Jesus Cleanses the Temple (John 2:12-25)

While the joyful miracle of turning water to wine affirmed the faith of the first disciples, the cleansing of the temple hardened the hearts of the unbelieving majority.

Taken together, these two signs show Jesus’ power to transform ordinary human life to one of abundant joy and his authority to cleanse the religious life that it may be pleasing to God. (See John 2:11, 22-23.)

There is a blatant change of atmosphere between the first half of John 2 and the second half. In Galilee, he was invited to a wedding feast. His commands were obeyed. “We see him as the Son of Man, delighting those in his company with an abundance of his gifts. In the second half of John 2, Jesus is in Jerusalem - the religious center of the Jews. This should have been the place where Jesus was most recognized and desired.” (BSF)

Jewish men were required to attend three ceremonies: the Feast of Weeks, the Feast of Tabernacle, and the Passover. John 2 records the first of three Passovers in Jesus’ adult ministry.

God ordained sacrifices possibly for the purpose of helping us understand that Jesus is “the Lamb of God that takes away the sin of the world.” He needs us to understand that sin carries with it a consequence and that consequence is death.

Those who did not come to the Passover with a temple sacrifice could pay a very pretty penny for one. And sometimes, Priests would tell people they had to buy a different animal to sacrifice because theirs was “unfit.”

Also, every man had to pay a temple tax. This temple tax was required to be paid in Sheckels. Another way the priests would profit from the people was to charge an exorbitant exchange rate.


In Verse 15 we see that Jesus made a scourge. He took the time to make a whip. I would assume that the entire time he was making said whip, he was thinking and praying.

Situations, people, things we cannot control, and sin all make us angry. (I recently learned that women are subconsciously angered by fear and men are subconsciously angered by shame.) Take a time out like Jesus did to get a clear head about your anger.

God instills in us a subconscious knowledge of right and wrong, and with that knowledge come the desire to make right all wrongs. Ephesians 4 is a great chapter in the Bible to look to when angered. It helps to clarify where in your anger it is possible to sin.

If you are controlled by the Holy Spirit, you will not sin in your anger.

In response to Jesus’ action, the disciples’ faith was confirmed. These humble men recalled prophesies they were taught in their youth and recognized their Lord and Savior through His actions. (The cleansing was prophesied in Ps 69:9 and Malachi 3:2-4.)

We see in verse 18, however, that the non-believers, piously responded, “Show us a miracle that proves you have the authority to come in here and act this way.” Instead of taking the action itself as a clear indication of who Jesus is, the Priests, Scribes and Pharisees chose to proclaim their own importance and deny Jesus’ divinity.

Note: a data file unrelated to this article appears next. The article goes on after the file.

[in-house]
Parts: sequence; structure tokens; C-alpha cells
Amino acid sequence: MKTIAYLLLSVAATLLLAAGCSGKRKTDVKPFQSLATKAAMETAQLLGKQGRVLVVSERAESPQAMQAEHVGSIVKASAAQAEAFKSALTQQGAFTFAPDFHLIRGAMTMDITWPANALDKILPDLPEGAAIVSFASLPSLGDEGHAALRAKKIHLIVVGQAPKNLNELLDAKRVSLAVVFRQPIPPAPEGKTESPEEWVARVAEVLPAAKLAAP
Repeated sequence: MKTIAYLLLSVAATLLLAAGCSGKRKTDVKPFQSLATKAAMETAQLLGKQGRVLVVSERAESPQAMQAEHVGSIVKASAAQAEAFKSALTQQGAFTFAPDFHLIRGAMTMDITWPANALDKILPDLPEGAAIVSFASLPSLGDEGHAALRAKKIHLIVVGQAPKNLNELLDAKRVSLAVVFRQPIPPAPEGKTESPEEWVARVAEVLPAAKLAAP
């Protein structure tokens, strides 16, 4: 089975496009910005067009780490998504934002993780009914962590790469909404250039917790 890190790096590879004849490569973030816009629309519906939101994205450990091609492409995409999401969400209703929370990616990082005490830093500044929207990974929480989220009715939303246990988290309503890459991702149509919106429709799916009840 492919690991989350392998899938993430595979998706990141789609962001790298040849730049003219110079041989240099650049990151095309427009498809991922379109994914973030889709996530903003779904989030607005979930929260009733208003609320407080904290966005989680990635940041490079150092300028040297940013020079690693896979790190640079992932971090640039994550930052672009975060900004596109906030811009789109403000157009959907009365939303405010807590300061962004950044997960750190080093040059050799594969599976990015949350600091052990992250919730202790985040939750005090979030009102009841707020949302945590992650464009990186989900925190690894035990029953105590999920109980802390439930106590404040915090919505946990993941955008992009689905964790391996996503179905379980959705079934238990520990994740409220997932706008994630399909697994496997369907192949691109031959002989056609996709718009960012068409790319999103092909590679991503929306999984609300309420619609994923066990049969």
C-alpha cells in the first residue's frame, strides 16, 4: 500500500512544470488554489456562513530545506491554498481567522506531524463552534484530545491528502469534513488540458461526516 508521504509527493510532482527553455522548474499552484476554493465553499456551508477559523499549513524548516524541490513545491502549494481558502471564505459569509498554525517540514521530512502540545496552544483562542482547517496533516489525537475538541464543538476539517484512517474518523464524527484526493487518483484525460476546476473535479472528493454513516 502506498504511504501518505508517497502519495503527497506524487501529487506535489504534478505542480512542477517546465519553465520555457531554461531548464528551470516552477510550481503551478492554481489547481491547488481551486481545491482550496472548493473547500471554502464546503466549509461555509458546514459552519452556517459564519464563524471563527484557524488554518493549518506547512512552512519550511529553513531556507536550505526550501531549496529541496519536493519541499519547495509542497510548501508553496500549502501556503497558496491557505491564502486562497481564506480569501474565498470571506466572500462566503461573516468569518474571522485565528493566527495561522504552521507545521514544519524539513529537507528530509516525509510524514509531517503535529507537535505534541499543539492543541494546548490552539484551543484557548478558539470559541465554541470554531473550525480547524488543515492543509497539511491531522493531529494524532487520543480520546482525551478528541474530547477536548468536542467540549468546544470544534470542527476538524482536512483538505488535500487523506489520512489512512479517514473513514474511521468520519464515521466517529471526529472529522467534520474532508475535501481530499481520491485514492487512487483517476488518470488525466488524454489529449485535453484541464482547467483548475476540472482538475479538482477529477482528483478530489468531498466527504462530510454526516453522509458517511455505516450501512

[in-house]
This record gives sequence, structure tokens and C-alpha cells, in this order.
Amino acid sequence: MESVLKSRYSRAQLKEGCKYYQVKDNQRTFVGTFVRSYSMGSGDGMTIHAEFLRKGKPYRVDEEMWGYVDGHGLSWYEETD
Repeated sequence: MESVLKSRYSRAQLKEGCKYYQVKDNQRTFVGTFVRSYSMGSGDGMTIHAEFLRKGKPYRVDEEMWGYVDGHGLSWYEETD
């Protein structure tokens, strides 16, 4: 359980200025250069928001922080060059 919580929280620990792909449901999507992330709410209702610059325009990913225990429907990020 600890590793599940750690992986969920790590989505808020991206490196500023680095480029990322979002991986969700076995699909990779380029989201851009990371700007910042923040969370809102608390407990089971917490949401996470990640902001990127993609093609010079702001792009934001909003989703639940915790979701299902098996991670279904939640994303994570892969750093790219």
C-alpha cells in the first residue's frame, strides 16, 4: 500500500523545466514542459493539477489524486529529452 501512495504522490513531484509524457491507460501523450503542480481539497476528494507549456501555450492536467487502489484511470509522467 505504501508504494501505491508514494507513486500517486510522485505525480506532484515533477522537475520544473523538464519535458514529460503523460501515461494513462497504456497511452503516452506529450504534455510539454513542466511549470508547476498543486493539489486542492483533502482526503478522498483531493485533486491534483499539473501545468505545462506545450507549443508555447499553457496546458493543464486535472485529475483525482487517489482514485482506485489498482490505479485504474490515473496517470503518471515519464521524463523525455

Vs 19 is considered a “parable” or Biblical metaphor. Jesus would speak in parables to men who chose to deny Jesus’ divinity. Doing this served two purposes:

1. It hopefully caused non-believers to put some mental energy into their religion
2. It unfortunately sends a message of judgment - refusal to respond to Light result in blindness to further Light (Matthew 13:10-15).

In verse 19, Jesus is speaking about His body as the temple. He does actually give Jews a sign of a miracle in his answer - He foretells of his death and resurrection! The non-believers chose to only use this sign against Him by twisting His words into a threat against Herod’s temple (see Matthew 26:61).

Side Note: Herod’s temple was actually destroyed after Jesus’ death. It was as if God no longer wanted the sacrifices and ceremonies that occurred inside those walls. Jesus is the true temple of God.

Mormons and Jehovah’s Witnesses argue against Jesus’ humanity by saying that when he was raised from the dead, he was not raised as flesh but as Spirit. Here in John, Jesus says he will be raised as flesh. Thomas believed once he touched the flesh. (Some argue that “My Lord, My Savior” was a flippant, “Oh my God!” But Jesus would have rebuked such blasphemy.)

My body is also a temple, because the Holy Spirit dwells in me. (1 Corinthians 6:19) Do you treat your body as though it is the temple of God? Do you realize that the Holy Spirit eats everything you eat? Watches everything you watch? Thinks everything you think?

Verse 24 tells us that Jesus sees our heart’s desires. “Why do you call me Lord and not do things I say?” The Lord looks at the heart - when he looks at yours, what does He see? The Fruits of the Spirit? Or is it full of covetousness? Greed? Vanity? Stubbornness? Complaining?

It is imperative that we look to Jesus as an example of how to live, not other humans.

The cleansing of the Temple reminds us that Jesus came to cleanse us from sin. Have you acknowledged that you need this cleansing? (See Matthew 22:37 for why we need cleansing and 1 John 1:9 for how to get cleansed.)

Feel free to be honest with God. “Lord, I want _______ out of my life so I can draw closer to you.”

Though scourges are difficult, be grateful. God is merciful and gives us endless chances on earth. Once we die, there are no second chances.

Jesus did not kick a bunch of partiers out of a wedding; he kicked a bunch of religious people out of the temple because they were keeping people from God. If that does not break the stereotypes of Jesus, nothing can.

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